When Sean’s sister and her husband moved to the island of Lanai in Hawaii, their descriptions of the island sounded pleasant and alluring. We were desperate to get away from ourselves and the chaos we had created, so we sold everything and moved. We brought ourselves with us, so there was more of the same. But things were not as volatile as before. Maybe because the use of hard drugs had diminished. Mostly we smoked pot, which had a calming effect on the relationship and served as an escape for me.

But despite my attempts to disconnect from myself, I could still feel this internal alarm that something was terribly wrong. There were undercurrents in our relationship and beliefs that carried things where they shouldn’t go. There were distortions, and I could do nothing but bend into them. I was hurt more deeply during this time than almost any other; actions that marred me and spoke of my lack of value, confirming what I already believed.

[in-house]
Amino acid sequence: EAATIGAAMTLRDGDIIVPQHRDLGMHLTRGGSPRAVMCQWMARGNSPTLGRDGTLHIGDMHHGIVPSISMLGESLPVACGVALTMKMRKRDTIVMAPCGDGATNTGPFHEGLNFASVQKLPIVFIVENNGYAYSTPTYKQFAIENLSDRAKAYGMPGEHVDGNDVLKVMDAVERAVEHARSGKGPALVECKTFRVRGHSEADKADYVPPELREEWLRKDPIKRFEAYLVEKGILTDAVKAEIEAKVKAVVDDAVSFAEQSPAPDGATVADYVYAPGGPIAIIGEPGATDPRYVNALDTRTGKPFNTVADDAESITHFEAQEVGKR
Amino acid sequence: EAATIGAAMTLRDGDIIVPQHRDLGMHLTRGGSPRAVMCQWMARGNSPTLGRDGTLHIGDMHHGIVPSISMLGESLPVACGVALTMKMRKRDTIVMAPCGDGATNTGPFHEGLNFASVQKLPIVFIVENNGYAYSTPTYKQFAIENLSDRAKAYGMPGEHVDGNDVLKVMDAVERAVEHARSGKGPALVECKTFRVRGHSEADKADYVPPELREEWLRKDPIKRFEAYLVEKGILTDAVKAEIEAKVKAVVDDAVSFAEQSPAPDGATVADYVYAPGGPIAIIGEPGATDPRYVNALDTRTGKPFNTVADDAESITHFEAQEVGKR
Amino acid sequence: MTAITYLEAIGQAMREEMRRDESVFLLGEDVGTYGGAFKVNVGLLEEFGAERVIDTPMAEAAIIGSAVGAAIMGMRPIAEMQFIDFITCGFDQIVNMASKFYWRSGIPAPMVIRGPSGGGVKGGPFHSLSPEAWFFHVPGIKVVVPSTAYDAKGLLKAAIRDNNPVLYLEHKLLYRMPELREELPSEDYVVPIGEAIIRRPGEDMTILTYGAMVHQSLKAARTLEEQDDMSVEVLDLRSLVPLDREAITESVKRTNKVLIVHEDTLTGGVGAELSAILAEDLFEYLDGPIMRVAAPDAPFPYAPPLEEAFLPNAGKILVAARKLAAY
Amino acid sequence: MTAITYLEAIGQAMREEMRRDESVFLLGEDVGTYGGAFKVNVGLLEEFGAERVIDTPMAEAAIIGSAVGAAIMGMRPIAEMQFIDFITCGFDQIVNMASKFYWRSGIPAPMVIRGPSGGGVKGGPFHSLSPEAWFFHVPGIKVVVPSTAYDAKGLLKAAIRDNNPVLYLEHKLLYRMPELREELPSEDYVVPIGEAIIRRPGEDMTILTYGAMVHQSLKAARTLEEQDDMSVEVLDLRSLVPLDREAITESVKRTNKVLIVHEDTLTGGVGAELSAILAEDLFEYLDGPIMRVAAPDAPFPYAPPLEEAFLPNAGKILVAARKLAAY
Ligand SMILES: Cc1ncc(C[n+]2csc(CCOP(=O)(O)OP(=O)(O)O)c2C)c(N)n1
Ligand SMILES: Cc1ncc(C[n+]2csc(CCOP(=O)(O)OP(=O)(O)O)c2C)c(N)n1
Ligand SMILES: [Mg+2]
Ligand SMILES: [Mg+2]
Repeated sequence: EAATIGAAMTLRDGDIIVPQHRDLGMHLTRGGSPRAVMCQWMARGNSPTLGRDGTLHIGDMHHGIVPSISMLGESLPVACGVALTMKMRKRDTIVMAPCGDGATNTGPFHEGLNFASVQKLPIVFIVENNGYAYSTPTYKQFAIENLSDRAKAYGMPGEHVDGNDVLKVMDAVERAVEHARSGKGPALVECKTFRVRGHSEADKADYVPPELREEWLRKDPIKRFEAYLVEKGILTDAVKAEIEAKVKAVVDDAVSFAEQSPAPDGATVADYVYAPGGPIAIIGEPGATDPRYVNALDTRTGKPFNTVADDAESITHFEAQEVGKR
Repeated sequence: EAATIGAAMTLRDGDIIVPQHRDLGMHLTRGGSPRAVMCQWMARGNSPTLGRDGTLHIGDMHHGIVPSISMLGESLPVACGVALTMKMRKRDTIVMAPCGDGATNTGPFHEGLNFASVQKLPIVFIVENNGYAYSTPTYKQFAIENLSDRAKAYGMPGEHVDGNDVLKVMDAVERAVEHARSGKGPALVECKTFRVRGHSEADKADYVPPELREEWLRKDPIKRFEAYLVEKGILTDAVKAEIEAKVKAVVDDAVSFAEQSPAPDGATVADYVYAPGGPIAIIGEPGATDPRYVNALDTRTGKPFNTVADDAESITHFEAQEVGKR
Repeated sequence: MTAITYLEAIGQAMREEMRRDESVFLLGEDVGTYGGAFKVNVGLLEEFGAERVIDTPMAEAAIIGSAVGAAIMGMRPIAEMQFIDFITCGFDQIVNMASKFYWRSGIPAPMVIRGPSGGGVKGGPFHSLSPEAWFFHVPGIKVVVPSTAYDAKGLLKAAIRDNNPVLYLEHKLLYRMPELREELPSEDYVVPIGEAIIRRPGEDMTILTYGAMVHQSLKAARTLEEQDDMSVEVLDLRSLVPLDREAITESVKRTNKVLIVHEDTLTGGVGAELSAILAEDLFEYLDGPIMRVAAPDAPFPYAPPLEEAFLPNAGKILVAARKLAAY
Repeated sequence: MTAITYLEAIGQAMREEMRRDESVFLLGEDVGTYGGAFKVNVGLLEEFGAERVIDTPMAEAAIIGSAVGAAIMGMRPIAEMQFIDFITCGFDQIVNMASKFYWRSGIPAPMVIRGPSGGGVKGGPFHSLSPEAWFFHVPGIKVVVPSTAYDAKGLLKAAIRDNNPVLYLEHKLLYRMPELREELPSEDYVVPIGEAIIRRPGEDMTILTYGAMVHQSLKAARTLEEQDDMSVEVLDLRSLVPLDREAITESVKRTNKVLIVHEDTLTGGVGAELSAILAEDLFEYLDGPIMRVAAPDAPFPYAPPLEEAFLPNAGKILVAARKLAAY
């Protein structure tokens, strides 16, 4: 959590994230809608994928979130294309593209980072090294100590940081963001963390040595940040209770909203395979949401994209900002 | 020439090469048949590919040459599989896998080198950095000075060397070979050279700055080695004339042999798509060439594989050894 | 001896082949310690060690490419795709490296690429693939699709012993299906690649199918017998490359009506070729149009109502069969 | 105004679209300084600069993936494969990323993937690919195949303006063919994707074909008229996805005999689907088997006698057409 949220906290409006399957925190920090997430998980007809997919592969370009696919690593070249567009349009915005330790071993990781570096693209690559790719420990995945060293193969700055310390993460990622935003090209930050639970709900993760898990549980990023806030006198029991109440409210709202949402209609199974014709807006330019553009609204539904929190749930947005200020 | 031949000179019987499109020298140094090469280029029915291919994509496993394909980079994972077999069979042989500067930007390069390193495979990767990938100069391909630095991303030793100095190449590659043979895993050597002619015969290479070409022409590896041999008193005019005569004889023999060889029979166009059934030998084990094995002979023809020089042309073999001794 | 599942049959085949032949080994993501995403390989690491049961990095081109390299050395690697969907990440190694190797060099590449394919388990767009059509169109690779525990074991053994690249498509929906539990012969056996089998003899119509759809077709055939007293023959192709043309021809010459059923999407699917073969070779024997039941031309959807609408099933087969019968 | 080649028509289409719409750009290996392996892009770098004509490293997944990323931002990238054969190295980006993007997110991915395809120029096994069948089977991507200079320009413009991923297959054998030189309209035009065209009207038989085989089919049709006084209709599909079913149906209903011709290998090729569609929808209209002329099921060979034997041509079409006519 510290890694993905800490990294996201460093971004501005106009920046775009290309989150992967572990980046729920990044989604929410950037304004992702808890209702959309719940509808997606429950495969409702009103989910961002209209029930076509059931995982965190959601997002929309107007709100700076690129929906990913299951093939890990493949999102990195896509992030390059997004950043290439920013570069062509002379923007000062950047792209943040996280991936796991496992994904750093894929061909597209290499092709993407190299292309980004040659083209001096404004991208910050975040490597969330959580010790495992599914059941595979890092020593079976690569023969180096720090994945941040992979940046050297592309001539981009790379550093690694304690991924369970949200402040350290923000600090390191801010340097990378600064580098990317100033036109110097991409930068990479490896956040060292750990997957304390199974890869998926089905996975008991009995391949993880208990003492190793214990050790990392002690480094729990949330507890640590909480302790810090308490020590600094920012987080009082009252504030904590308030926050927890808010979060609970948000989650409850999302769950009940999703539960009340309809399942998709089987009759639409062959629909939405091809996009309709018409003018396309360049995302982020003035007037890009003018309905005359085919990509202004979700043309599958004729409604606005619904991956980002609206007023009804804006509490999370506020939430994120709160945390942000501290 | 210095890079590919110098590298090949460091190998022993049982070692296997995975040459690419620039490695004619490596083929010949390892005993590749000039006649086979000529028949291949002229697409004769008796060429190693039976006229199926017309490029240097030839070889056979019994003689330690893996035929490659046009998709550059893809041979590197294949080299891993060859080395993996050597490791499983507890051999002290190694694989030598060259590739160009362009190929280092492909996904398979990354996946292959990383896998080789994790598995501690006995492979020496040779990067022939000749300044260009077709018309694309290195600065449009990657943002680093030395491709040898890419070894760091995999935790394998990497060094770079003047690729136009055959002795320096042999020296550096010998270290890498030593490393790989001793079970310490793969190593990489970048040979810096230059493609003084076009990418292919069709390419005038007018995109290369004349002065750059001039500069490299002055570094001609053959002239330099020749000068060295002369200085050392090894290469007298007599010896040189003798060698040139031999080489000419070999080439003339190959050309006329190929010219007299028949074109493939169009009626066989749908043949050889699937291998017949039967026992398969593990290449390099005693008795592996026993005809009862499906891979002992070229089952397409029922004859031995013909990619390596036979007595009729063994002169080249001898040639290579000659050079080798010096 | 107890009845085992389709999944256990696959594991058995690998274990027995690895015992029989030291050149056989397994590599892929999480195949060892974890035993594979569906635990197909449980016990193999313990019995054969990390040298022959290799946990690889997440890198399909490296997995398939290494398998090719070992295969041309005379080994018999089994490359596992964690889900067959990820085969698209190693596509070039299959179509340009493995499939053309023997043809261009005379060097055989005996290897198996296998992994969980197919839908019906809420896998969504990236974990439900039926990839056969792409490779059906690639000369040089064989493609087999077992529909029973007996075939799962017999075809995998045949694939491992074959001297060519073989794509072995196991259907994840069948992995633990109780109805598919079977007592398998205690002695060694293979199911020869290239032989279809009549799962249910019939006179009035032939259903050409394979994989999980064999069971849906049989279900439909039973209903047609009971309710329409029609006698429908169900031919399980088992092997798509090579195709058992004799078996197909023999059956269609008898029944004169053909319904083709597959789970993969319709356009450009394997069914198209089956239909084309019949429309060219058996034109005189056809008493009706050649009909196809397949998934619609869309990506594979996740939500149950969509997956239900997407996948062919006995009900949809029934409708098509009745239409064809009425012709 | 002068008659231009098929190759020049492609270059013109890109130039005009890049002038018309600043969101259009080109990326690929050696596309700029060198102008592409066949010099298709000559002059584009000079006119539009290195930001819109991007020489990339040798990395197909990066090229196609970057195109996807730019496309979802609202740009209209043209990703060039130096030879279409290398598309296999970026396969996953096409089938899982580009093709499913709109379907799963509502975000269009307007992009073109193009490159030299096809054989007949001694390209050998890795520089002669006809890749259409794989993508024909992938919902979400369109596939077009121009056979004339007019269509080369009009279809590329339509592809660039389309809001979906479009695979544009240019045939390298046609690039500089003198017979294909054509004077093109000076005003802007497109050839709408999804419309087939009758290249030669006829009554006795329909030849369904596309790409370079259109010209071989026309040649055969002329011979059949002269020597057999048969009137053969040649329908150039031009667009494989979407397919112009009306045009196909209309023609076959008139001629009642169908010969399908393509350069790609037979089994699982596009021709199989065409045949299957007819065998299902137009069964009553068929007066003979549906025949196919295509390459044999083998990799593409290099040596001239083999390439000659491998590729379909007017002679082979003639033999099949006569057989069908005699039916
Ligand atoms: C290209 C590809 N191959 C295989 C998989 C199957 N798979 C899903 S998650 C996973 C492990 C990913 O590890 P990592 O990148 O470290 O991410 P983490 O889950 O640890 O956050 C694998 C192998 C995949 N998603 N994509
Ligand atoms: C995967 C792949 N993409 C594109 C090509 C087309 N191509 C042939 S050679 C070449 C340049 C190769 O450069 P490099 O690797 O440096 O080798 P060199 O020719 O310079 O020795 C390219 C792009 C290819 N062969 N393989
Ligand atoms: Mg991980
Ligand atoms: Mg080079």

But there was some happiness too. We lived in a fourplex with concrete floors that Sean painted a bright purple, with the cockroaches he eventually befriended. Rent was $200 a month. Our neighbors, native to the island, were unique and wonderful people. On one end was a quiet elderly woman who lived a modest, spotless life. In the middle was a mysterious man with long dark hair and chickens who freely wandered. And on the other end was Earl the Pearl – a gregarious man with dark skin, a beer belly, and lots of friends – who insisted anyone passing by drink a warm Budweiser with him and listen to stories.

Behind our place was a banana tree, where I stood in the morning to drink my Kona coconut coffee and smoke my cigarette. It was the highlight of my day and the only thing that got me out of bed in the morning. I took the shuttle from the center of the island where everyone lived, across the surprisingly arid landscape, and down to my job at the resort, where I spent the day overlooking the stunning colors of Manele Bay. I was no prize as a waitress, but there were good things and people in my job. I found a sense of community there, but kept it as separate as possible from the rest of my world.